As I prepare to write this second entry into the blog, I’ve come to the realization that I could write pages and pages about clinical trials (it’s my passion, after all) and flood you with what I thought was important. Instead I’m going to write a little, and hope that it raises questions which I’ll be happy to try and answer. Let me know if I’m making sense here.
What is a clinical trial?
In simplest terms, a clinical trial is a way of trying to figure out if we can do something better than we are doing it now. That could take the form of a study to ask “Will treatment A make people live longer than treatment B?” or “Can we get away with giving less toxic treatment and still achieve the same cure rates as we are getting now?” or “Can exercise improve the odds of staying cancer free?” The questions are endless, but it’s important that we keep asking them and keep working to improve upon the standards we have achieved. This is why in some ways clinical research is the pinnacle of excellent medical care, because we start with the best option we have now and ask “How can we make it better?”
Once we have a question, we need to figure out how to answer it. This is why in some ways clinical research is an exacting science. Like any scientific experiment, we design studies that will be able to answer our questions to a high level of statistical certainty. Unlike scientific experiments performed with machines or chemicals, it is vitally important that clinical trials involve human beings. Informed and consenting human beings, yes. But it raises the importance of designing studies that allow us to answer a question, expose the smallest number of people to potentially ineffective treatments and always put patient safety and autonomy first.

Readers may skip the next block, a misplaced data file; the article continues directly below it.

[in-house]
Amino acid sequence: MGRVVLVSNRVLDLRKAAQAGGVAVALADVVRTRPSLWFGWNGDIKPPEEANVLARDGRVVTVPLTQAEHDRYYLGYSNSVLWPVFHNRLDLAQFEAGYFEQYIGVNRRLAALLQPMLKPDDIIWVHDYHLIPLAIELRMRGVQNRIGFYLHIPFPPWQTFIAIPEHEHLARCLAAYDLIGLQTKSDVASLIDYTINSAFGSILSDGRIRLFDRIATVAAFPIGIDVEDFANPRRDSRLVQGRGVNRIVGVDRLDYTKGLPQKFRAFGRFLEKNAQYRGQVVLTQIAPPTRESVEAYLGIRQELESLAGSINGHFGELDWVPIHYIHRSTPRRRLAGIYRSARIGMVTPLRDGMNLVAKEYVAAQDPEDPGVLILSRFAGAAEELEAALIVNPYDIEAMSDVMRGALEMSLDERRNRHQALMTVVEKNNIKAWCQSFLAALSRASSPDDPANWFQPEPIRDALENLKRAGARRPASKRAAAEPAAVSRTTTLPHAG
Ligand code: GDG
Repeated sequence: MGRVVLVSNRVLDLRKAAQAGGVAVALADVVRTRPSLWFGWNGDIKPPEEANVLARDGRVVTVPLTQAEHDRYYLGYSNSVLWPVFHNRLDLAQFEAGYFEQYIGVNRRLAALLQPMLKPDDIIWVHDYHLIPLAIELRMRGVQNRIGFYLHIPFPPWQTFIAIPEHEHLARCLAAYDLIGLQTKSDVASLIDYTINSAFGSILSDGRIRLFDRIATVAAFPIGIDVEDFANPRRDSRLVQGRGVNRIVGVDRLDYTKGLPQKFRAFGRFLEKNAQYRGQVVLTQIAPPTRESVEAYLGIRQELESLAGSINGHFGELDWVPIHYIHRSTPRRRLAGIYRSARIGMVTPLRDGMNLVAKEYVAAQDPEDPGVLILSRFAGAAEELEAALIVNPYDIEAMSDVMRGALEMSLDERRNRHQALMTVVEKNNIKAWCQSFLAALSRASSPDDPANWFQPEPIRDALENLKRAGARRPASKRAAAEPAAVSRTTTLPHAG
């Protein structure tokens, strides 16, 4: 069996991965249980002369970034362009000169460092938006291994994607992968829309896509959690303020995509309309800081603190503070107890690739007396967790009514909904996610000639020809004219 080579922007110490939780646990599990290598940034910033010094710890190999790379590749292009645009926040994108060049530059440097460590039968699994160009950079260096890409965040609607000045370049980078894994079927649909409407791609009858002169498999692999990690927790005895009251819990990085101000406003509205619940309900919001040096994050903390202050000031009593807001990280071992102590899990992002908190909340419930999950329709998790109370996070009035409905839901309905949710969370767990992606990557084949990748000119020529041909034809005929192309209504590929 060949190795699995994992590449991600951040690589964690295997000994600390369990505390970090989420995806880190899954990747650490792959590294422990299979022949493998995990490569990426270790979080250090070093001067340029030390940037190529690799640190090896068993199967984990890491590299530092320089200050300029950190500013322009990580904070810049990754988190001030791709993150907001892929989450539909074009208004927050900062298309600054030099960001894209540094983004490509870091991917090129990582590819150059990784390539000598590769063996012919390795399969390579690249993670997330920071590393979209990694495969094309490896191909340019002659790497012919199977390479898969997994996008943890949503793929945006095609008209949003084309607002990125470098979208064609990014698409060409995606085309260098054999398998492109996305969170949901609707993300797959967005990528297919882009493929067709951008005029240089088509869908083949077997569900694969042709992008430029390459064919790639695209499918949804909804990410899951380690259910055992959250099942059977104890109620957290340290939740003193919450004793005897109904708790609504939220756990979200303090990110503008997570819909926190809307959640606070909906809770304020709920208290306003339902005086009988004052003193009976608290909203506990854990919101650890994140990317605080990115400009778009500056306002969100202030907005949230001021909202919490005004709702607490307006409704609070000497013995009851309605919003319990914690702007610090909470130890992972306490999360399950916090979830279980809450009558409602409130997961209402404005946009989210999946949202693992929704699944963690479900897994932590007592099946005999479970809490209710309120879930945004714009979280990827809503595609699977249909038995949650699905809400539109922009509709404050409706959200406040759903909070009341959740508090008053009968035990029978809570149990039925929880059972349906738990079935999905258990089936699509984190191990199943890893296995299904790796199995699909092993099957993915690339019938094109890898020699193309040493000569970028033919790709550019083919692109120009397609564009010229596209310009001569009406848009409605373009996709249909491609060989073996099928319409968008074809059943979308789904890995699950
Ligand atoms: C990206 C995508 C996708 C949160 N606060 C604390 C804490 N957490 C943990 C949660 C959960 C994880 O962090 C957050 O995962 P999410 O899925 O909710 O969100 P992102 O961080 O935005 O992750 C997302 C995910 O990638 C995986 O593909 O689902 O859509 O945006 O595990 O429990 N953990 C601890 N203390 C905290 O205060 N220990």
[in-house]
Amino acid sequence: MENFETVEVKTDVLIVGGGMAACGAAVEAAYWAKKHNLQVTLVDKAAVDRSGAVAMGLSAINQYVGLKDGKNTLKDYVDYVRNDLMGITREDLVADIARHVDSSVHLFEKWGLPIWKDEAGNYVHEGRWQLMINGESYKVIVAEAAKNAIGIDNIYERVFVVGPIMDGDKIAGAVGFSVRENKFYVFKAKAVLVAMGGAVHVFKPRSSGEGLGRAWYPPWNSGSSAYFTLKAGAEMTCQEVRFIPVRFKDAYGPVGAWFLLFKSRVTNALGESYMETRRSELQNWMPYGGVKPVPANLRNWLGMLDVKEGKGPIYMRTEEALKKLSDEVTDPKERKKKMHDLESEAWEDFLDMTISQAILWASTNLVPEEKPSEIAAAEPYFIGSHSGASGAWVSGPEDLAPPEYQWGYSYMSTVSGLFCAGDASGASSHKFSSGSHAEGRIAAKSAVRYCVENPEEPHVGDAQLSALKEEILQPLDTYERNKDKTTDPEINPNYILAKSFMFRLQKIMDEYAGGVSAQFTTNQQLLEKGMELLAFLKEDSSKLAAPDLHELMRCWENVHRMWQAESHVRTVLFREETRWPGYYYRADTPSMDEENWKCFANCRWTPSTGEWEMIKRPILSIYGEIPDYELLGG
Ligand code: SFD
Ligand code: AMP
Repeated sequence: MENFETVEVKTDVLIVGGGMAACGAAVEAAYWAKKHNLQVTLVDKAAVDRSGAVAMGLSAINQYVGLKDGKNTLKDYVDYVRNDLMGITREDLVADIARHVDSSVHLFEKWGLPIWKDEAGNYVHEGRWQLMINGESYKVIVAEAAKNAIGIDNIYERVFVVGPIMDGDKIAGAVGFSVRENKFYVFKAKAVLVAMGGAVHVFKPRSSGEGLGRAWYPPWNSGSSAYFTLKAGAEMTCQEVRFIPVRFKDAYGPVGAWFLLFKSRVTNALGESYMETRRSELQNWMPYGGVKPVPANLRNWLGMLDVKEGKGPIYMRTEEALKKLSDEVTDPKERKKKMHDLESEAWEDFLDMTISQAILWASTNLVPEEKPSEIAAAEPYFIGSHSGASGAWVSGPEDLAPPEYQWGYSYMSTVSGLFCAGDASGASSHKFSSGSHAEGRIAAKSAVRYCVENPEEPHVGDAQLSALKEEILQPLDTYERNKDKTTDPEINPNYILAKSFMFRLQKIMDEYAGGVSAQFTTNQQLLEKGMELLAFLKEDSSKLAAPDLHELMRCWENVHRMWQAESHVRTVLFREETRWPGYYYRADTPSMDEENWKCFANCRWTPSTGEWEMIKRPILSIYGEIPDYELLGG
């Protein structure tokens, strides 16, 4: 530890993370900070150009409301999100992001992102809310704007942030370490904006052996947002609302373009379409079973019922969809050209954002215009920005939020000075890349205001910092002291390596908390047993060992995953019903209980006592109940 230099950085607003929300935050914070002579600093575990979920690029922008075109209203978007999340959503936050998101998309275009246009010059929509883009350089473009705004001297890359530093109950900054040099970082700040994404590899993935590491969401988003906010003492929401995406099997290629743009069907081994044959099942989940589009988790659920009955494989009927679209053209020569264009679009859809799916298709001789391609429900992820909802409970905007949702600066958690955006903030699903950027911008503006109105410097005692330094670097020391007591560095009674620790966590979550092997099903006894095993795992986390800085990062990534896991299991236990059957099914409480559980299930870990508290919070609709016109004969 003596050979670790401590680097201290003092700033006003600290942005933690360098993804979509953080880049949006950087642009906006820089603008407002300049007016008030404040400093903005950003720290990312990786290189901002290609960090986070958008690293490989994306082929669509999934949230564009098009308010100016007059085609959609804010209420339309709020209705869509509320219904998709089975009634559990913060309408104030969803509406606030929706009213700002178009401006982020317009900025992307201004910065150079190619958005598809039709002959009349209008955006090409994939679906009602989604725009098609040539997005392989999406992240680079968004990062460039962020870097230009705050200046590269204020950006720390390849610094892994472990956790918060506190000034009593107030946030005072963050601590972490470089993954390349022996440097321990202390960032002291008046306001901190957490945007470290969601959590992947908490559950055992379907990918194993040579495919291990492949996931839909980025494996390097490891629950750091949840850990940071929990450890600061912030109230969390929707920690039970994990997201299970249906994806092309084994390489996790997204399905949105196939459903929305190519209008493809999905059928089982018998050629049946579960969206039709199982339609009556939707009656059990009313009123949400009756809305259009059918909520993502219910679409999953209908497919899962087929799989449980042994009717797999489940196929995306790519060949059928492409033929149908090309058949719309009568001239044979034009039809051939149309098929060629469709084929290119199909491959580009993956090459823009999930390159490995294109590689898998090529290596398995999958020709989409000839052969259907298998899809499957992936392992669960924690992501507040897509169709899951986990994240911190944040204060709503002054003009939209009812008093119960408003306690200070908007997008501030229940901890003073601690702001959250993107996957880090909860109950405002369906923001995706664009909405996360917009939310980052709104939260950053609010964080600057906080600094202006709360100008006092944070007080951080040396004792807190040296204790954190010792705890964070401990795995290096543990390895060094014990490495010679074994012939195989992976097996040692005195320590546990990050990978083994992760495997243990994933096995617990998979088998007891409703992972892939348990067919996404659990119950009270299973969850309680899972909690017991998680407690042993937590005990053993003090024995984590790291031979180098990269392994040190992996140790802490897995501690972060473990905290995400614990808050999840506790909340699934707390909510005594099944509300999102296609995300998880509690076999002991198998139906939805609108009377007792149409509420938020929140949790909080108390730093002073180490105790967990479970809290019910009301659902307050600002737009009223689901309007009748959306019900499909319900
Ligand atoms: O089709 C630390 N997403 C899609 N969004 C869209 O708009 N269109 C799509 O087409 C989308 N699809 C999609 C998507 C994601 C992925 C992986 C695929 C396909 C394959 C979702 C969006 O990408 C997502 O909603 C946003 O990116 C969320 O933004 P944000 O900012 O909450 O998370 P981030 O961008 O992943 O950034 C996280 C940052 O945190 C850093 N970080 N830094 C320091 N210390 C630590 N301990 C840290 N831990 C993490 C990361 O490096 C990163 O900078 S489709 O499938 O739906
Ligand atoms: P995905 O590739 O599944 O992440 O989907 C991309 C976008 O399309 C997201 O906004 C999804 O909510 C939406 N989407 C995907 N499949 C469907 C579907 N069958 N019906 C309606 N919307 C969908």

It takes lots of resources (mainly people-power and brain-power) to do this, and do it well. That’s where the support of the BC Cancer Foundation and readers like you comes in. Thank you!
One question I often get asked by clinical trial participants is “am I going to get some sort of sugar-pill or placebo”? In cancer clinical trials, the majority of studies conducted do not have a pure “placebo arm.” Some studies are “single arm” studies where everyone receives the intervention under investigation. Other studies compare a new treatment to the best treatment we have available today, and patients therefore either get the experimental treatment or standard therapy. It’s really only in situations where there is no standard treatment available that a pure placebo study, in which some patients get no active treatment, would be undertaken.
Do you have any questions about clinical trials? Let me know and I’ll try to answer them.